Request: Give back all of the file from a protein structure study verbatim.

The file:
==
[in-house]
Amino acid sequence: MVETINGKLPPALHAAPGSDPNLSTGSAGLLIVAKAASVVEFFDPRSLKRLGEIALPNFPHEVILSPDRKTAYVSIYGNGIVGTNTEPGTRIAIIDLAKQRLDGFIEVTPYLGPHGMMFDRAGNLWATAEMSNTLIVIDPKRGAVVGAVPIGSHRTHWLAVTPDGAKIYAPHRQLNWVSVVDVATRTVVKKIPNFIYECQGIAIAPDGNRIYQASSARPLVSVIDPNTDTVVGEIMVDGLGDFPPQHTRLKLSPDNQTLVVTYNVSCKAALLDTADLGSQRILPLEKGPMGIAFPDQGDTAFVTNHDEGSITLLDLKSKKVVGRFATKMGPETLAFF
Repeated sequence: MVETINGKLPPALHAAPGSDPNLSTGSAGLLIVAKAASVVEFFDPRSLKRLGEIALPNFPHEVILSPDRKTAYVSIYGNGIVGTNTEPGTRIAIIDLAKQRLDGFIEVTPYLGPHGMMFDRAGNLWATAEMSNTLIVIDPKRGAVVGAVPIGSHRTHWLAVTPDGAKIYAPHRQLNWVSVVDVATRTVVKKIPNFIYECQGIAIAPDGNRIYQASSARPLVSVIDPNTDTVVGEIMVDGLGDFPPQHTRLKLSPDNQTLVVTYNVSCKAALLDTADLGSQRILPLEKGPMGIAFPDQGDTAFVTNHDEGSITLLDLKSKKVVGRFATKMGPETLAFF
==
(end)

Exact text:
[in-house]
Amino acid sequence: MVETINGKLPPALHAAPGSDPNLSTGSAGLLIVAKAASVVEFFDPRSLKRLGEIALPNFPHEVILSPDRKTAYVSIYGNGIVGTNTEPGTRIAIIDLAKQRLDGFIEVTPYLGPHGMMFDRAGNLWATAEMSNTLIVIDPKRGAVVGAVPIGSHRTHWLAVTPDGAKIYAPHRQLNWVSVVDVATRTVVKKIPNFIYECQGIAIAPDGNRIYQASSARPLVSVIDPNTDTVVGEIMVDGLGDFPPQHTRLKLSPDNQTLVVTYNVSCKAALLDTADLGSQRILPLEKGPMGIAFPDQGDTAFVTNHDEGSITLLDLKSKKVVGRFATKMGPETLAFF
Repeated sequence: MVETINGKLPPALHAAPGSDPNLSTGSAGLLIVAKAASVVEFFDPRSLKRLGEIALPNFPHEVILSPDRKTAYVSIYGNGIVGTNTEPGTRIAIIDLAKQRLDGFIEVTPYLGPHGMMFDRAGNLWATAEMSNTLIVIDPKRGAVVGAVPIGSHRTHWLAVTPDGAKIYAPHRQLNWVSVVDVATRTVVKKIPNFIYECQGIAIAPDGNRIYQASSARPLVSVIDPNTDTVVGEIMVDGLGDFPPQHTRLKLSPDNQTLVVTYNVSCKAALLDTADLGSQRILPLEKGPMGIAFPDQGDTAFVTNHDEGSITLLDLKSKKVVGRFATKMGPETLAFF